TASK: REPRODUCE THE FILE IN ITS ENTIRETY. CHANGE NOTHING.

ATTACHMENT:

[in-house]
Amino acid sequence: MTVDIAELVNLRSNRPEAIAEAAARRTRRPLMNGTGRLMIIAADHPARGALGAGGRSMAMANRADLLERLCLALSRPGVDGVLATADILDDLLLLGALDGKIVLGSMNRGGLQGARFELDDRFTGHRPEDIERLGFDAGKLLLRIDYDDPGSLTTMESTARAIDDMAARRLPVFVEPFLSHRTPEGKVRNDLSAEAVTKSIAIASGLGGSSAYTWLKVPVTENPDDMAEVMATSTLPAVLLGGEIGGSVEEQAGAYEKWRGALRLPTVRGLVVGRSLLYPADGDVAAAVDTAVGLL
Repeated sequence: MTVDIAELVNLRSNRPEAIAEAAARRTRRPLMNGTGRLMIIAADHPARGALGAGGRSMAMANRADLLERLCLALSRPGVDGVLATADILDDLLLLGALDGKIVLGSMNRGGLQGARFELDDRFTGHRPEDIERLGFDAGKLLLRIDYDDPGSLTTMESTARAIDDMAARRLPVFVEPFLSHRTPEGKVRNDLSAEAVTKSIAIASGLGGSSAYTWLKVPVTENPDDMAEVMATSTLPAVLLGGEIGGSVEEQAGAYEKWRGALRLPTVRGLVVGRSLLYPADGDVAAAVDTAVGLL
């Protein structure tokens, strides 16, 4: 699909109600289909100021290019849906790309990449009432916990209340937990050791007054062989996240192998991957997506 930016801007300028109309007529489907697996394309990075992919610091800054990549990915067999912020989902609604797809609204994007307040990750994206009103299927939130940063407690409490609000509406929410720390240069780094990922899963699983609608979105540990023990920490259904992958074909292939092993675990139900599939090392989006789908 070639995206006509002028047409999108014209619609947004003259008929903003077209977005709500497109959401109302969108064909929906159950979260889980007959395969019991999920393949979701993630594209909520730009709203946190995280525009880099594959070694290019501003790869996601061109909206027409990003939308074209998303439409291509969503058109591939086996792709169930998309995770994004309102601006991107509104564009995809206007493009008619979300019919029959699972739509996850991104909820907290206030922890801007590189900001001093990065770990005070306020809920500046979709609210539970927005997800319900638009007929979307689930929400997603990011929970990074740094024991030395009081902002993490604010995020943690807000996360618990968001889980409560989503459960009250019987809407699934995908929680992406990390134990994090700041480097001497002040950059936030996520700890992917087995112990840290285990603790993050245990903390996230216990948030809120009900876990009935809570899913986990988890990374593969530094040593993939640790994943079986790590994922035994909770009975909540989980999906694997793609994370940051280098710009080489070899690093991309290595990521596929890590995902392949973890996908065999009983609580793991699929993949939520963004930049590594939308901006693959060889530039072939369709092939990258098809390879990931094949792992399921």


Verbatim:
[in-house]
Amino acid sequence: MTVDIAELVNLRSNRPEAIAEAAARRTRRPLMNGTGRLMIIAADHPARGALGAGGRSMAMANRADLLERLCLALSRPGVDGVLATADILDDLLLLGALDGKIVLGSMNRGGLQGARFELDDRFTGHRPEDIERLGFDAGKLLLRIDYDDPGSLTTMESTARAIDDMAARRLPVFVEPFLSHRTPEGKVRNDLSAEAVTKSIAIASGLGGSSAYTWLKVPVTENPDDMAEVMATSTLPAVLLGGEIGGSVEEQAGAYEKWRGALRLPTVRGLVVGRSLLYPADGDVAAAVDTAVGLL
Repeated sequence: MTVDIAELVNLRSNRPEAIAEAAARRTRRPLMNGTGRLMIIAADHPARGALGAGGRSMAMANRADLLERLCLALSRPGVDGVLATADILDDLLLLGALDGKIVLGSMNRGGLQGARFELDDRFTGHRPEDIERLGFDAGKLLLRIDYDDPGSLTTMESTARAIDDMAARRLPVFVEPFLSHRTPEGKVRNDLSAEAVTKSIAIASGLGGSSAYTWLKVPVTENPDDMAEVMATSTLPAVLLGGEIGGSVEEQAGAYEKWRGALRLPTVRGLVVGRSLLYPADGDVAAAVDTAVGLL
């Protein structure tokens, strides 16, 4: 699909109600289909100021290019849906790309990449009432916990209340937990050791007054062989996240192998991957997506 930016801007300028109309007529489907697996394309990075992919610091800054990549990915067999912020989902609604797809609204994007307040990750994206009103299927939130940063407690409490609000509406929410720390240069780094990922899963699983609608979105540990023990920490259904992958074909292939092993675990139900599939090392989006789908 070639995206006509002028047409999108014209619609947004003259008929903003077209977005709500497109959401109302969108064909929906159950979260889980007959395969019991999920393949979701993630594209909520730009709203946190995280525009880099594959070694290019501003790869996601061109909206027409990003939308074209998303439409291509969503058109591939086996792709169930998309995770994004309102601006991107509104564009995809206007493009008619979300019919029959699972739509996850991104909820907290206030922890801007590189900001001093990065770990005070306020809920500046979709609210539970927005997800319900638009007929979307689930929400997603990011929970990074740094024991030395009081902002993490604010995020943690807000996360618990968001889980409560989503459960009250019987809407699934995908929680992406990390134990994090700041480097001497002040950059936030996520700890992917087995112990840290285990603790993050245990903390996230216990948030809120009900876990009935809570899913986990988890990374593969530094040593993939640790994943079986790590994922035994909770009975909540989980999906694997793609994370940051280098710009080489070899690093991309290595990521596929890590995902392949973890996908065999009983609580793991699929993949939520963004930049590594939308901006693959060889530039072939369709092939990258098809390879990931094949792992399921």